Texas barbecue wouldn’t be the same without pickles and onions, but LeRoy & Lewis BBQ finds the same crunch and acidity (and a little spice) in kimchi. “We’ve been serving kimchi with our barbecue since we opened,” says Evan LeRoy, who co-owns the Austin joint, which opened in 2017. The version of the Korean fermented cabbage comes from employee Ben Hollander, who also runs Casper Fermentables in Austin. Fermenting and pickling on his own is a new passion of Hollander’s, but his love of kimchi came from his mother’s recipe.
When Hollander was a poor college student at the University of Texas at Austin, he would frequent Freedmen’s Bar, where LeRoy was the pitmaster. Hollander would take Freedmen’s brisket back to his apartment where he’d stretch it with rice and his mom’s kimchi. After he started working in the Freedmen’s kitchen, he commented to LeRoy on how good the pickles were. “That’s the last time I knew more about fermentation than he did,” joked LeRoy, who explained to Hollander what separated the quick pickles from the real fermented kind.
Hollander followed LeRoy to the new food truck, where he has been its pickling guru ever since. LeRoy explained that he prefers to top a brisket or smoked beef cheek sandwich with kimchi. “Instead of pickles and onions, it’s kinda like both of them together,” he said.
The pair have now gone beyond kimchi to join forces for a Korean barbecue menu on Saturday mornings at the SFC Farmer’s Market in downtown Austin. The main dishes are LeRoy & Lewis’s smoked brisket and pulled pork, but the fermented and pickled side dishes, known in Korean barbecue as banchan, are the stars.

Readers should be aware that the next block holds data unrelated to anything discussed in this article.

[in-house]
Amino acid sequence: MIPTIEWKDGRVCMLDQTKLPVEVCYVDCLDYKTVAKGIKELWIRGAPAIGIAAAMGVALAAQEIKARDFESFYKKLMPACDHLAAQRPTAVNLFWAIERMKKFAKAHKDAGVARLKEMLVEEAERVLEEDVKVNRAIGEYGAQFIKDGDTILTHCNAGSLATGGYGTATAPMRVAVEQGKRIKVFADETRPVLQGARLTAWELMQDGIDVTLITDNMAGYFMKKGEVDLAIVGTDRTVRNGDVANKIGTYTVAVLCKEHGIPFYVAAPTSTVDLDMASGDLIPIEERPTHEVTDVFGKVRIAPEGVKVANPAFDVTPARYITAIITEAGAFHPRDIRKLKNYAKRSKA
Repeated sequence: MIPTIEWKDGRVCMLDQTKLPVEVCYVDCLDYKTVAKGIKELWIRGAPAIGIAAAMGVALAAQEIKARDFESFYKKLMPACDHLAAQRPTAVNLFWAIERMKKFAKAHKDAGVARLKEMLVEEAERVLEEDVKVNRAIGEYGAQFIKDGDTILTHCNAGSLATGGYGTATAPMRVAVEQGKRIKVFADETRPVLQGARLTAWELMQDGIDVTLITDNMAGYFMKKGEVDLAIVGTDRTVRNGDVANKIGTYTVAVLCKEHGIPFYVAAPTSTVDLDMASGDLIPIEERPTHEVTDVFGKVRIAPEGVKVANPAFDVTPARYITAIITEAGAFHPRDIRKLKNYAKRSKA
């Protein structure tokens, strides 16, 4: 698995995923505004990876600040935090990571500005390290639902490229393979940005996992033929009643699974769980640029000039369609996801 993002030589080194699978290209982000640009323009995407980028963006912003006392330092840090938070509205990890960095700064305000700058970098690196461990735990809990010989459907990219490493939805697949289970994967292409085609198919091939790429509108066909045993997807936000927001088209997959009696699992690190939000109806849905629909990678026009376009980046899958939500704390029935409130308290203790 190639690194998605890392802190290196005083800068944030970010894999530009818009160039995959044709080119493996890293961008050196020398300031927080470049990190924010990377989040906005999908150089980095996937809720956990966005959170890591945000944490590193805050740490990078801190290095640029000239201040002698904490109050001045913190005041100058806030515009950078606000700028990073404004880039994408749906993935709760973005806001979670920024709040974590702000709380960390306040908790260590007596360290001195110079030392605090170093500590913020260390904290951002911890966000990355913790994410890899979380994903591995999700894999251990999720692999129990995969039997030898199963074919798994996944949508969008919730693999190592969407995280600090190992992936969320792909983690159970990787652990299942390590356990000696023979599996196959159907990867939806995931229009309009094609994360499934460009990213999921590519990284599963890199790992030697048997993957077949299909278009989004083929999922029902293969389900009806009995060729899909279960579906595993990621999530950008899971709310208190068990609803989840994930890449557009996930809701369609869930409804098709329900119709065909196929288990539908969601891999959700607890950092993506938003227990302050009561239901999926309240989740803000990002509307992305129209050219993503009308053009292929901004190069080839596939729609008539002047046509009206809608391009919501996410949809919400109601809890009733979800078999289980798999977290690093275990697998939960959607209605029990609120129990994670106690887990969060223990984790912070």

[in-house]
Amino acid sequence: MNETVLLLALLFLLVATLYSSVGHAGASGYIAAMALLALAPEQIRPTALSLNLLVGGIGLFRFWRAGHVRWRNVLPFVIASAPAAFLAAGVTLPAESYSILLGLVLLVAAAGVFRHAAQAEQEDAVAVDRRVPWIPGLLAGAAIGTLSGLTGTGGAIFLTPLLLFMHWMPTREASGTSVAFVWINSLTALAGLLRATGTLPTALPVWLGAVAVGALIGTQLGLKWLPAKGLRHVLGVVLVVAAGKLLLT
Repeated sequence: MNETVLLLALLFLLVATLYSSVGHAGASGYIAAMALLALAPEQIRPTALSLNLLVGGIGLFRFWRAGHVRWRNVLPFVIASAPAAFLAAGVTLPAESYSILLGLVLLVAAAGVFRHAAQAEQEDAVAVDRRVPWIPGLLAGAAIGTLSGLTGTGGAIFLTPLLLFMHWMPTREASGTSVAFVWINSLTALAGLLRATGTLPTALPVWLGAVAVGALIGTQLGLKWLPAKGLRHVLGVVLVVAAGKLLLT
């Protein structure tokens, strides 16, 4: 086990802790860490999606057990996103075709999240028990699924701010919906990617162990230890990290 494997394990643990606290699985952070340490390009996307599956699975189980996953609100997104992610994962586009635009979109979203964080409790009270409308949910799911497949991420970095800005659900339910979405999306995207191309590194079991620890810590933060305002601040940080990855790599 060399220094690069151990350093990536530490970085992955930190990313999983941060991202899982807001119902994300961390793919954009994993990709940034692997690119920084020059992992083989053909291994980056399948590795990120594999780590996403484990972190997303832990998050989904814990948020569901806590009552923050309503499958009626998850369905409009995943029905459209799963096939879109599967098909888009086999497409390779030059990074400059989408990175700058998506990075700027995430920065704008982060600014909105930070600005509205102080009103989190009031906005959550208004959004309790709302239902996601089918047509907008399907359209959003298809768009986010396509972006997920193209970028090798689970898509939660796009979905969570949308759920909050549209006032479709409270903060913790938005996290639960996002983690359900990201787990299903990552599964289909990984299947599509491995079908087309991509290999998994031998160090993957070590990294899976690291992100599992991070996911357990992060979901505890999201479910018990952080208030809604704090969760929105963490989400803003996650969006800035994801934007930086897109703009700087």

I stopped in on a cloudy weekend morning for a taste. The bibimbap consisted of a thick slice of smoked Ranger Cattle brisket atop rice, surrounded by an array of banchan: dandelion greens, fermented watermelon rind, Korean cucumber salad, fermented watermelon radish, kimchi, and sautéed sweet peppers. Sesame seeds were sprinkled over it all, providing a bit of crunch. I worked my way around the tray and enjoyed each of Hollander’s creations with a bite of brisket. They all seemed like a natural complement. It’ll be hard to go back to just dill pickle chips and onions, and I learned how much I liked taking bite after bite of a brisket slice while holding it with chopsticks.
At this farmer’s market location, you can order the same brisket sandwich with kimchi that they sell at the trailer or opt for kimchi fried rice or a kimbap roll. In the latter, scrambled egg and pulled whole hog join the pickles and rice inside a nori wrapper. It looks a lot like a Japanese sushi roll. “It’s the same rice, and it’s seasoned in the same way as sushi rice,” said LeRoy. The garnish of pig skin cracklins is anything but traditional, but I loved the extra crunch and salt, and the ssam sauce served on the side is a welcome change from barbecue sauce.
This Saturday will be LeRoy and Lewis’s fourth week offering the special farmer’s market menu. Parking in the adjacent lot is free during market hours, so stop in for a new take on Texas barbecue—it’s not your average pile of pickles and smoked meat.